technique

I don’t do a lot of “How-to” type writing on this blog, largely because I feel as though it’s something that is covered to grotesque extremes elsewhere on this wonderful world of the internet. Neither will I be one of those begrudging pros who ridicules those sites as being somehow lesser forms of photography (although in many cases they use very uninspired examples for their explanations). Although I don’t generally write about my technique, I think that it is a tremendously valuable thing to share aspects of the craft freely to anyone who cares to find it. While I wouldn’t disclose every trade secret of photography, I doubt that doing so would dramatically increase the pressure in the art. Some people have it, and some don’t. If you don’t have it, reading every blog and book on the subject will elevate you to passable photos, but not stunning.

That being said, lack of talent combined with a certain moral looseness might make you rich.

I may talk a bit about technique in the future (here’s a hint: get a big softbox and a reflector, or go find a roof on a cloudy day), but for now I just want to talk about the nature of portraiture as it seems to be a generally foreign concept to many people. No matter how solid your technique is, if you don’t have a solid grasp of the nature of portraits, you will not be able to create interesting photos. Even among photographers, who I would expect most to appreciate the image above the technical details, seem to get caught up in the idea that 40 lights will make a boring subject exciting.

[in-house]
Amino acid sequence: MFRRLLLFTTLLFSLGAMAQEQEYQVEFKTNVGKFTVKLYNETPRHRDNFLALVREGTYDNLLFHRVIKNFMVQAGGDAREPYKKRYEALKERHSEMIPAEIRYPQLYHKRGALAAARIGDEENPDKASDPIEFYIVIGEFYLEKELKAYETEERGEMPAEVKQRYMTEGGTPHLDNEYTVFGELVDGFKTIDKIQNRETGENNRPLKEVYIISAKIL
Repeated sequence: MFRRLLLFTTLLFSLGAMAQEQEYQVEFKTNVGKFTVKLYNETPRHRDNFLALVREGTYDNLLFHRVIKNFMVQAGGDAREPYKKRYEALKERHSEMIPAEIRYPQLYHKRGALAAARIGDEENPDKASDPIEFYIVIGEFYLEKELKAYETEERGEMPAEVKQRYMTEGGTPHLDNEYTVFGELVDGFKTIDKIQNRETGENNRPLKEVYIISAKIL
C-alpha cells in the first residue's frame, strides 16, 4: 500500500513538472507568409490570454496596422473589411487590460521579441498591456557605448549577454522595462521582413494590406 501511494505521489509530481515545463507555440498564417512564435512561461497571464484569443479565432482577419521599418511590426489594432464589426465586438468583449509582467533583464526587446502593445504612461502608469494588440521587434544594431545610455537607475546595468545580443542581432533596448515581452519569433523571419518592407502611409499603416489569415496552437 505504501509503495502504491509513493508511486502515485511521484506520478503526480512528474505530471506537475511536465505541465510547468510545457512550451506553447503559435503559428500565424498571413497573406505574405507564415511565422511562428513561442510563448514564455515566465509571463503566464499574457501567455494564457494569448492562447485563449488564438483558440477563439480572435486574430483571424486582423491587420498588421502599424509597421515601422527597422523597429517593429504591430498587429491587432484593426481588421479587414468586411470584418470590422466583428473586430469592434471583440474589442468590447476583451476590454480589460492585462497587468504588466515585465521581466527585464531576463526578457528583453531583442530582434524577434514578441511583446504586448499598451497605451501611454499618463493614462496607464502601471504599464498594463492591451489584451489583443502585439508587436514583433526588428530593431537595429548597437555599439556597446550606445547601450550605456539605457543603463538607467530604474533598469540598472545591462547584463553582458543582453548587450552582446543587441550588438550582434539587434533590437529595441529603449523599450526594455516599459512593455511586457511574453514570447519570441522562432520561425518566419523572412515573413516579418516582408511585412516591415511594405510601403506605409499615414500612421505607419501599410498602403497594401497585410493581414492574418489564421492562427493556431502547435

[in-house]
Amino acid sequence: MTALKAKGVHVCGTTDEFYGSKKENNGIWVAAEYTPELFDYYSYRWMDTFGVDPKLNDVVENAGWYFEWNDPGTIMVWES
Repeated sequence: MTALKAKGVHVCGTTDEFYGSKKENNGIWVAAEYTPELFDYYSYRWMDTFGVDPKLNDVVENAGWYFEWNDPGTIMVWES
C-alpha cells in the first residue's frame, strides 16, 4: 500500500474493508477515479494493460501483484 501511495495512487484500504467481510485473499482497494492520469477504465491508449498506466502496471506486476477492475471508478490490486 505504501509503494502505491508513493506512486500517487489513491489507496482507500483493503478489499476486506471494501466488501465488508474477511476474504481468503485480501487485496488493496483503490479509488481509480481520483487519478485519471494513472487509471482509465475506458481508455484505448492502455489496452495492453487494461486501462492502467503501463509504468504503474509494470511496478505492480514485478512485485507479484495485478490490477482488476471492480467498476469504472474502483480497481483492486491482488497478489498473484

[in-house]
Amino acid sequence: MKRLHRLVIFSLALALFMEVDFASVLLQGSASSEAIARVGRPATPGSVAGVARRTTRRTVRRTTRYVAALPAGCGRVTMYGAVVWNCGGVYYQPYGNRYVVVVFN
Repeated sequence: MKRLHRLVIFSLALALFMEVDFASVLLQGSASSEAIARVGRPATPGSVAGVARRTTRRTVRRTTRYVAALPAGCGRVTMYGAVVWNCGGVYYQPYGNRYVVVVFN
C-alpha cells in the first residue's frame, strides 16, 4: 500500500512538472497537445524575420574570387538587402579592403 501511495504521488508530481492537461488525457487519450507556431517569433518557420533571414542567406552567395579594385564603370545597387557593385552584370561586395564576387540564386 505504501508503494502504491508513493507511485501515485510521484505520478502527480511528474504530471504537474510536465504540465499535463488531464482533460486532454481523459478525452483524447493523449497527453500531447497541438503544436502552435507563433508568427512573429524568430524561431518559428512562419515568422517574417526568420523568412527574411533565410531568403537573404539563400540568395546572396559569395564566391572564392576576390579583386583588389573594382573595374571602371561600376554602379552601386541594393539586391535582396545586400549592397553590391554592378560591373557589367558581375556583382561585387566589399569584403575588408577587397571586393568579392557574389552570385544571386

This ultimately is the distinction that comes down to great portraits. Sometimes you can get away with uninteresting light (best avoided). Sometimes you can get away with cluttered backgrounds or inconvenient locales or unoriginal framing. But the truth of it all is that if you can’t find an interesting subject, your photography will be glanced at, maybe get a quick chuckle, and then left forever. But if you appeal to what makes your subject interesting, the viewer will want to look back over and over again at your photo. If you do an even more amazing job, getting everything technical to line up with a brilliantly captivating expression and subject, you might even instill an interesting in people with your viewer. While I realize not everyone feels this way, I find people to be the most interesting subject of photography. Mountains may change under seasons or time of day or weather conditions, but people may change at the slightest glance, real or perceived. Predictable and unpredictable at once, you never really know what frame was captured until you see it. The smile you believed yourself to be shooting may have made the most gradual shift to a face filled with discontentment or sadness. The moment of seriousness you attempt to capture may raise to a minuscule but proud and powerful smirk.